Eight Individuals Charged in Four Separate Cyber Fraud Schemes
Miami Task Force Targets Cyber Fraud
|U.S. Attorney’s Office June 03, 2014|
Wifredo A. Ferrer, United States Attorney for the Southern District of Florida, and George L. Piro, Special Agent in Charge, Federal Bureau of Investigation (FBI), Miami Field Office, announce the arrests of eight individuals charged in four separate cases for their alleged participation in various cyber fraud schemes.
The cases announced today are, in large part, the result of the Miami Cyber Task Force (MCTF) initiative launched by the FBI in January 2014. The MCTF initiative is designed to combat the growing cyber fraud threat in South Florida. The MCTF initiative brings together federal, state, and local law enforcement to investigate and prosecute federally a myriad of cyber fraud offenders, including personal identity thieves, hackers, access device manufacturers, runners, and others.
U.S. Attorney Ferrer, joined by members of the MCTF, announce the following cases:
1. United States v. Kenneth Key, et al., Case No. 14-60122-Cr-Zloch. United States v. Kaleb Trotman, et al., Case No. 14-60123-Cr-Hurley
On May 29, 2014, Kenneth Key, 32, of Pompano Beach; Jonathan Mackey, 23, of Fort Lauderdale; Quenikka Brown, 28, of Atlanta, Georgia; Kaleb Trotman, 25, of Pompano Beach; Tsafiq Samuels, 24, of Miramar; and Tanya Morgan, 27, of Miami Gardens, were charged by indictment in two related schemes to steal AT&T customer information for the purpose of committing cell phone insurance fraud.
According to the indictments, defendants Key, Mackey, Brown, Samuels, and Morgan were employed as customer service representatives at two private companies that operated call centers located in Broward County on behalf of AT&T. As customer service representatives, the defendants used their access to corporate databases to steal AT&T customer personal identification and account information.
The defendants are charged with conspiring to sell the stolen AT&T customer information to co-conspirators, including Trotman, who used the information to impersonate AT&T customers and submit fraudulent cell phone insurance claims.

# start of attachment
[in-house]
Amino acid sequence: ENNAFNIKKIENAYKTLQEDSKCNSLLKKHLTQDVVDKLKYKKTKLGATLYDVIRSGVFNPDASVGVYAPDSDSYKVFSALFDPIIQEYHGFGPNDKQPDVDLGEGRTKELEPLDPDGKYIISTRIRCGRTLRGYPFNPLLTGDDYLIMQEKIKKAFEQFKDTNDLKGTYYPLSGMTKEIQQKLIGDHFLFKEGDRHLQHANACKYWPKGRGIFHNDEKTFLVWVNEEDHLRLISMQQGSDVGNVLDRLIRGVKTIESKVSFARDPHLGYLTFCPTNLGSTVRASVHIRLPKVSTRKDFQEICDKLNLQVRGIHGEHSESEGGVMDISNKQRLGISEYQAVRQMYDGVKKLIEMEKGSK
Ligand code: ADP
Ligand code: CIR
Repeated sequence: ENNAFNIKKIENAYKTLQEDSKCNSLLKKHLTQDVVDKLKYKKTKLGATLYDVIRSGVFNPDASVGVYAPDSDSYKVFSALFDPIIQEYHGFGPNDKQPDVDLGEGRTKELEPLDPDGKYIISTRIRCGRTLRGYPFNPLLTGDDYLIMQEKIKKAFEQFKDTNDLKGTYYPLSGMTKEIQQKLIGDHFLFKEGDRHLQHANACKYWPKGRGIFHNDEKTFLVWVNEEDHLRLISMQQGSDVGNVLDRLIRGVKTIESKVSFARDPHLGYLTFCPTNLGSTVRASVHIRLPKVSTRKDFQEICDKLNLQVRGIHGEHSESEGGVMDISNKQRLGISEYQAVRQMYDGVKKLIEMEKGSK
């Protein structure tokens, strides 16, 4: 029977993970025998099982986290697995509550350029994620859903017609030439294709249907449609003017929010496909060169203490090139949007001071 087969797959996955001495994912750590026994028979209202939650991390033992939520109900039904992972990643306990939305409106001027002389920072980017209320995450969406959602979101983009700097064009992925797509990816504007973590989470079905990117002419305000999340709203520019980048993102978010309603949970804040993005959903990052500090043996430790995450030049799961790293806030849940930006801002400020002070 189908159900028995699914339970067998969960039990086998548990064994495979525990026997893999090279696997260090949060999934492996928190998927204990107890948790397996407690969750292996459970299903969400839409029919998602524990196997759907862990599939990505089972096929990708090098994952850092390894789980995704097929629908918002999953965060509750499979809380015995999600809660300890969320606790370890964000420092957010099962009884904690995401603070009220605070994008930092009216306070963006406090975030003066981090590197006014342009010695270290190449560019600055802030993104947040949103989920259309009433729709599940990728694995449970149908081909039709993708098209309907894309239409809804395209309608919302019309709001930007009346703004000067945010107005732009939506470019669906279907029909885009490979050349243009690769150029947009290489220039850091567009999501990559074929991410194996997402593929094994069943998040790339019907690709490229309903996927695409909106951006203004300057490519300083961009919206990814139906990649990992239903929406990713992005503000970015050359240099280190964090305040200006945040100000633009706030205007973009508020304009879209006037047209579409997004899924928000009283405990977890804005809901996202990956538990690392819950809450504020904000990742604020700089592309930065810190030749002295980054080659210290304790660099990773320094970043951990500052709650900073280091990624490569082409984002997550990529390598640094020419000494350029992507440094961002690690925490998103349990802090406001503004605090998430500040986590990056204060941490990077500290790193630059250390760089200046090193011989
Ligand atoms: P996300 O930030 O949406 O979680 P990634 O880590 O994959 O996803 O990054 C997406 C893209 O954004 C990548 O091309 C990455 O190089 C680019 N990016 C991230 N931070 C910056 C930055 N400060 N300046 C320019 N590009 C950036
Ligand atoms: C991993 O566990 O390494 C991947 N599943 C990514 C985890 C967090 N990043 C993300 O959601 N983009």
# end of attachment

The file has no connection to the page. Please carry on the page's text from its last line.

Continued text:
The indictments also charge the defendants with conspiracy to commit computer fraud and aggravated identity theft.
The case is being prosecuted by Assistant U.S. Attorney Christopher B. Browne.
2. United States v. Richard Garcia Diaz, Case No. 14-2682-MJ-JG
On June 2, 2014, Richard Garcia Diaz, 50, of Hialeah, was charged by complaint for his involvement in a scheme to steal thousands of cable boxes and modems and to illegally modify these cable boxes and modems to receive free service.
According to the complaint, between April 2013 and July 2013, thousands of cable boxes and modems were ordered from Comcast with similar names and identity information for delivery to addresses in or around Coral Way in Miami. FBI surveillance revealed that co-conspirator J.L.B. (a UPS driver) took these Comcast packages loaded with cable boxes and/or modems to addresses on his delivery route and diverted them to co-conspirator J.R.P.’s residence in Miami. Post-arrest, J.R.P. advised that J.R.P. provided the cable boxes and modems to the defendant so that the modems could be provisioned to receive unlimited service.
The defendant was charged with conspiracy to commit mail fraud and unauthorized reception of cable service.
This case is being prosecuted by Assistant U.S. Attorney Michael N. Berger.
3. United States v. Ricardo Prieto, Case No. 14-20389-Cr-Moreno
On May 30, 2014, Ricardo Prieto, 49, of Miami, was charged by indictment with access device fraud and aggravated identity theft.
According to the indictment, Prieto trafficked in and used counterfeit credit cards on several dates from August 2011 through February 2012 and used the means of identification of a real person in connection with that activity.
The case is being prosecuted by Assistant U.S. Attorney Frank Maderal.
If convicted, the defendants face the following possible maximum terms in prison: conspiracy to commit mail fraud: 20 years in prison; access device fraud: 10 or 20 years in prison; conspiracy to commit access device fraud: five years in prison; conspiracy to commit computer fraud: five years in prison; and aggravated identity theft: mandatory two years in prison consecutive to any sentence.
Mr. Ferrer commended the investigative efforts of all the federal, state, and local agencies participating in the MCTF, including the FBI, the city of Miami Police Department, the Miami-Dade Police Department, the Hialeah Police Department, the Bal Barbour Police Department, the Davie Police Department, the Florida Division of Insurance Fraud, and the Palm Beach Sherriff’s Office.
A complaint or indictment is only an accusation and the defendant is presumed innocent until proven guilty.
A copy of this press release may be found on the website of the United States Attorney’s Office for the Southern District of Florida at http://www.usdoj.gov/usao/fls.